By Lisa Lambert
WASHINGTON (Reuters) - The U.S. Labor Department on Friday took the next step toward requiring brokers who provide retirement advice to follow a "fiduciary" standard of putting clients' interests first, a move that could roil the financial services industry.
The White House's Office of Management and Budget said on its website that it had received the department's final proposed rule. That follows an extended comment period for the proposal, which the Labor Department unveiled nine months ago.
On Friday, the Securities Industry and Financial Markets Association trade group called for the OMB to conduct a comprehensive analysis of the rule's potential costs and benefits.
The proposal aims to end potential conflicts of interest by brokers who advise on individual retirement accounts and to protect consumers from buying unnecessary or costly investment products that line brokers' pockets.
IRAs accounted for $7.3 trillion, or 30 percent, of U.S. retirement assets in September, according to trade group Investment Company Institute.
Under the Labor Department plan, brokers would have to act in clients' best interests, or as "fiduciaries," when advising about IRAs. For example, brokers can receive significant fees when they advise clients to "roll over" assets from their employer-sponsored retirement plans into IRAs.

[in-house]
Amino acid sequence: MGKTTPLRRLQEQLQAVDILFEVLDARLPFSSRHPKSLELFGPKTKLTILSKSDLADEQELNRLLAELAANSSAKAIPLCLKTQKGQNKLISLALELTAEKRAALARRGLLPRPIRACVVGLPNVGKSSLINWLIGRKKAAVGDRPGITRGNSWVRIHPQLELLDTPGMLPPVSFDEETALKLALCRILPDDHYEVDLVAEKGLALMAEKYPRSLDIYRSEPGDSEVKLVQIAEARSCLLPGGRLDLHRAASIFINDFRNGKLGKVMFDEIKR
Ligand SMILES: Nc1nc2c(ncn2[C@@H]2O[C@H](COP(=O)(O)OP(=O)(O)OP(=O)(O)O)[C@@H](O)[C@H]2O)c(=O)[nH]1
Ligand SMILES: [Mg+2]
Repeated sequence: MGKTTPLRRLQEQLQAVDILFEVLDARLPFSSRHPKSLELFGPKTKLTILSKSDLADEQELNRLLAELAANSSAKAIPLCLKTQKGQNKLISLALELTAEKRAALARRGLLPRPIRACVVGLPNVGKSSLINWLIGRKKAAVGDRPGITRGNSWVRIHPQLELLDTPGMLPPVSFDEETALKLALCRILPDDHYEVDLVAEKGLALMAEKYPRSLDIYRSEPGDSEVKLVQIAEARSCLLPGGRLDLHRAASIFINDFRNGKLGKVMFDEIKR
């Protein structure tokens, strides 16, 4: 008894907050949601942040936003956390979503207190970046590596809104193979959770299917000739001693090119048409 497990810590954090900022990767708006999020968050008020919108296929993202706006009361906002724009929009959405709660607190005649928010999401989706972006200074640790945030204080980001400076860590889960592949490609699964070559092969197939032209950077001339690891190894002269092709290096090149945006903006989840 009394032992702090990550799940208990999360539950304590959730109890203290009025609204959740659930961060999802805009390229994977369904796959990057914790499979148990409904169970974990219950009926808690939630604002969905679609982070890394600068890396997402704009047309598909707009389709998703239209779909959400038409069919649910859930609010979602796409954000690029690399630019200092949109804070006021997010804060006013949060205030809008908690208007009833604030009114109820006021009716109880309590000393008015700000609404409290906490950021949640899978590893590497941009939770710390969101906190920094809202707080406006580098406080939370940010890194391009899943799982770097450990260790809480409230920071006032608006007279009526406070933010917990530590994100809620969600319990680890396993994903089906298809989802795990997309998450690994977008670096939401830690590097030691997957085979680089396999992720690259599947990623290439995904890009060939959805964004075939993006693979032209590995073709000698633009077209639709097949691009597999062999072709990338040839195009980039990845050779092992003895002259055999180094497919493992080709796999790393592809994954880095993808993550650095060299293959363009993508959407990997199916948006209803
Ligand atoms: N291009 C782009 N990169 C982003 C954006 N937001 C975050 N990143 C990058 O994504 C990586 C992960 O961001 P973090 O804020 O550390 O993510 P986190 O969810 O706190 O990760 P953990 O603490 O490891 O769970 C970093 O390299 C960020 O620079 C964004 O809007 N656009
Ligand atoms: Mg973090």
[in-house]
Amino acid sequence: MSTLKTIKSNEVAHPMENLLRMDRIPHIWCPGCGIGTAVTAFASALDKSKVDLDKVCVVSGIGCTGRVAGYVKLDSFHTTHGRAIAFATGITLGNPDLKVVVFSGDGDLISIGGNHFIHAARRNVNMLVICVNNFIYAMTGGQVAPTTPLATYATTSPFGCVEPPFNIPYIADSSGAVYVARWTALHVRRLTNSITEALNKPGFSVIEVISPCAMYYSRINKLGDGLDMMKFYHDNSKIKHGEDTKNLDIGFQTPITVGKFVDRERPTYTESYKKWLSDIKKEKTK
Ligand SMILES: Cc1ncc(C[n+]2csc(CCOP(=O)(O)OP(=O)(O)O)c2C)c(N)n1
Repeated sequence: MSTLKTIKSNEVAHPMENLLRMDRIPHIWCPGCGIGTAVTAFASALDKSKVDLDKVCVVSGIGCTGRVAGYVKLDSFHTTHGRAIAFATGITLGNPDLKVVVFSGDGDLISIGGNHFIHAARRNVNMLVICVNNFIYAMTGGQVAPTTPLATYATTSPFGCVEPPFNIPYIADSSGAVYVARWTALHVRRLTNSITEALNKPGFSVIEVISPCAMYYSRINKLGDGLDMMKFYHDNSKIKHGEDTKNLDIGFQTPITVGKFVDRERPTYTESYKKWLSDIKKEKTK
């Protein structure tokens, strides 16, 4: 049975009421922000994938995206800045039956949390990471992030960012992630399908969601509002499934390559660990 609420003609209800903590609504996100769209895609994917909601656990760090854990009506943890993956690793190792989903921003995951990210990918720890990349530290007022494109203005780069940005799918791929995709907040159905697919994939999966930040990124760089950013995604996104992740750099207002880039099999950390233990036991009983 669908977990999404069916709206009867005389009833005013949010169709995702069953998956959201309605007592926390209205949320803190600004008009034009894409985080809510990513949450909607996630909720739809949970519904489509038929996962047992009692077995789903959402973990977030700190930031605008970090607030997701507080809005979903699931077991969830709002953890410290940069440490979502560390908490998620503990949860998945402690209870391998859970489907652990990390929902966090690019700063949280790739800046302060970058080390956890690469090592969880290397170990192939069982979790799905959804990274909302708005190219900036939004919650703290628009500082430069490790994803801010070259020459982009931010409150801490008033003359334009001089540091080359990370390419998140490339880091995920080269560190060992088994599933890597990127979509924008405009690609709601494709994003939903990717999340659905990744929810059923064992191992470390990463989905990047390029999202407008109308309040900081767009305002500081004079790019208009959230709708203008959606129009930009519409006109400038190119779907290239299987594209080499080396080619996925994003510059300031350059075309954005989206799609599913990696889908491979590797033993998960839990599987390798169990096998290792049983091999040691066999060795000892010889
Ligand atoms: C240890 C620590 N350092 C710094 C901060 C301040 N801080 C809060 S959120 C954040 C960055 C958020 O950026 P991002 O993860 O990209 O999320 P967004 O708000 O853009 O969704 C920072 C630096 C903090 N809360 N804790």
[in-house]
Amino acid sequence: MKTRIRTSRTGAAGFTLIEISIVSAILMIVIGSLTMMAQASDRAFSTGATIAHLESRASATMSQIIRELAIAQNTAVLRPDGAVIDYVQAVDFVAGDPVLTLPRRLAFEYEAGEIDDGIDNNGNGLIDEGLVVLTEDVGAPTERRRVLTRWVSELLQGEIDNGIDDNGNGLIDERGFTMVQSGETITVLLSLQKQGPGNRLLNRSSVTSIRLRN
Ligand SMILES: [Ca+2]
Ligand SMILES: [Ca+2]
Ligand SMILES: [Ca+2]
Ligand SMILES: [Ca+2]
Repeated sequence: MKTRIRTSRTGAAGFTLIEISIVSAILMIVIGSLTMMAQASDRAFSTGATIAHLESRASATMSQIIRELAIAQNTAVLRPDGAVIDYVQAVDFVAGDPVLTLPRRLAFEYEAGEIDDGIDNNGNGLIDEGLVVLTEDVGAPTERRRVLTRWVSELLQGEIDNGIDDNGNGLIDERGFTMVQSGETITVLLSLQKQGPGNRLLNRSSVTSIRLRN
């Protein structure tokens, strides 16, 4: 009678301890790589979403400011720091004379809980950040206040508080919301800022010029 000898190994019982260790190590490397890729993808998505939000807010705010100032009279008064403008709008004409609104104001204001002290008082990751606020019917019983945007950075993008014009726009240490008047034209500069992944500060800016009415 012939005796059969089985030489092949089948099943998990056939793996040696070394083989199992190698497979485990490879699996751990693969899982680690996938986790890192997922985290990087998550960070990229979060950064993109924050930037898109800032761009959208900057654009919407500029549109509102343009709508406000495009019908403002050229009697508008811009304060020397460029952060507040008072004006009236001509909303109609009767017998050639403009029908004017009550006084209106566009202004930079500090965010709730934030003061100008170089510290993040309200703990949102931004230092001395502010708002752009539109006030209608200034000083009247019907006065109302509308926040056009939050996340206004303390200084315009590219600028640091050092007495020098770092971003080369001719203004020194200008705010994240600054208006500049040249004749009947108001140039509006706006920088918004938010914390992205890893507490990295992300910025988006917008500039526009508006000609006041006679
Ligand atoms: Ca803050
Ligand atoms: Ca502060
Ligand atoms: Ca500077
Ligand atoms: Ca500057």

Brokers now must recommend investments and strategies that are "suitable," based on factors such as investors' risk tolerance and age.
The industry has fought the fiduciary proposal since the department first proposed it in 2010, saying strict rules could limit retirement advice to small investors because fewer brokerages would offer them services.
The department, which regulates retirement plan advice, withdrew the initial proposal in 2011 after wide industry criticism.
A new version was proposed in April after a nudge from President Barack Obama and discussions with the industry and lawmakers, who considered blocking funds needed to implement a standard.
The text of the final proposal was not released on Friday but will become public after the OMB's review, which many expect to wrap up in the spring.
Critics want changes to when brokers should sign mandatory contracts in which they would pledge to uphold clients' best interests when giving retirement advice. They also want to extend an eight-month period for the rule's effective date that was part of the April version.
The department has received hundreds of thousands of comments, Labor Secretary Thomas Perez said this week.
(Reporting by Lisa Lambert; Additional reporting by Suzanne Barlyn; Editing by Lisa Von Ahn)